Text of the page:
To read: Discover Northern Ireland via the Causeway Costal Route

Carrickfergus Castle interiors

Not a cliff-top castle or an extremely peculiar one, but it is one of the oldest and worth a visit. From Carrickfergus castle in a few minutes by road I reached Whitehead, a very small town that has the particularity of having colorful houses overlooking the sea.

Finally, continuing north I finished the day in beautiful Ballycastle, sleeping at the Corratavey Guesthouse (highly recommended)

Suggestion: if you manage to get near Ballycastle before dark, I recommend you go and see The Dark Hedges in the early evening version.

The Dark Hedges in an evening / overcast version

Day 3: Discovering the Causeway Costal Route

With the third day of the itinerary in Ireland on the road we get to the heart. On the Causeway Costal Route are some of the country's most fascinating natural landmarks. A self-respecting Northern Ireland tour cannot fail to include Giant's Causeway, Dunluce Castle e Carrick-a-rede.

The beauty is that they are all within walking distance of each other.

The first thing I did, however, was to enjoy the shy sun that appeared on Ballycastle beach while having breakfast overlooking the sea.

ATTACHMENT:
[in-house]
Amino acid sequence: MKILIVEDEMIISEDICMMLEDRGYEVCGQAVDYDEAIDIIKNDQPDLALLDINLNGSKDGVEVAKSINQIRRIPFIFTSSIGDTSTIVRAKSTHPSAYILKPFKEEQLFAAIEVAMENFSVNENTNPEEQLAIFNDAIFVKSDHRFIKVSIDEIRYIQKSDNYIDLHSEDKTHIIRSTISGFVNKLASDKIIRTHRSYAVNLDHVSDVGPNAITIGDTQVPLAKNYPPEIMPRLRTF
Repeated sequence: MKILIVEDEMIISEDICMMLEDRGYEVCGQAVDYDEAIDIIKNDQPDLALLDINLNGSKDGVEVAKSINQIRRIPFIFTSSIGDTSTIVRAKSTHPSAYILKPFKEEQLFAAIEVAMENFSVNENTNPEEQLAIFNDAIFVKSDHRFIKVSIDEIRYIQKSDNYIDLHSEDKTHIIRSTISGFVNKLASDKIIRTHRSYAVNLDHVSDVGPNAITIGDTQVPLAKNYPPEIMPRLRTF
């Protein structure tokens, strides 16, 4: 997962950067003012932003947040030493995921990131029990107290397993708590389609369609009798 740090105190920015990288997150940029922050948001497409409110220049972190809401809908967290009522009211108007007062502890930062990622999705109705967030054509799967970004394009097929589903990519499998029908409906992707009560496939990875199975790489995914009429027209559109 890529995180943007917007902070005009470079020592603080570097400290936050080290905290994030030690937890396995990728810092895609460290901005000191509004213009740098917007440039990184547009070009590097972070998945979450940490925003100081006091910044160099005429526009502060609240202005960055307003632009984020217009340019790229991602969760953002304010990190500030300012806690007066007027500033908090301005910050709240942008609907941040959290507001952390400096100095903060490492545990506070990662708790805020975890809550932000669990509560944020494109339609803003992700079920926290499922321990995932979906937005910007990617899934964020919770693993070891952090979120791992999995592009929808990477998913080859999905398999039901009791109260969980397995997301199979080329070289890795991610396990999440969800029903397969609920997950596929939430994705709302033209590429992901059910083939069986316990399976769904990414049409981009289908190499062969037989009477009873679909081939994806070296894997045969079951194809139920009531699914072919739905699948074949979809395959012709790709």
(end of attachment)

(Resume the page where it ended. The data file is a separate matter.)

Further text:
Then I went back to review The Dark Hedges with the sun, which has left me dumbfounded because even now I can't figure out if I like more the gloomy evening look, or the spectacle of the cuts of light in the trees.

A few miles from The Dark Hedges is Carrick-a-rede.

To read: Carrick-a-Rede, how to visit the suspension bridge over the sea 

Carrick to Rede

A few more kilometers towards Derry are the Giant's Causeway and finally, why not finish the day at Bushmill Distillery!? It is one of the oldest and most famous whyskey distilleries in Ireland. The perfect stop to finish the day. So much so that we enjoyed a nice whiskey before going to sleep in Derry, a city that has experienced a rather difficult past.

To read: Visit the Giant's Causeway, the spectacular Giant's Causeway

Day 4: From Derry to Malin Head, Glenveagh National Park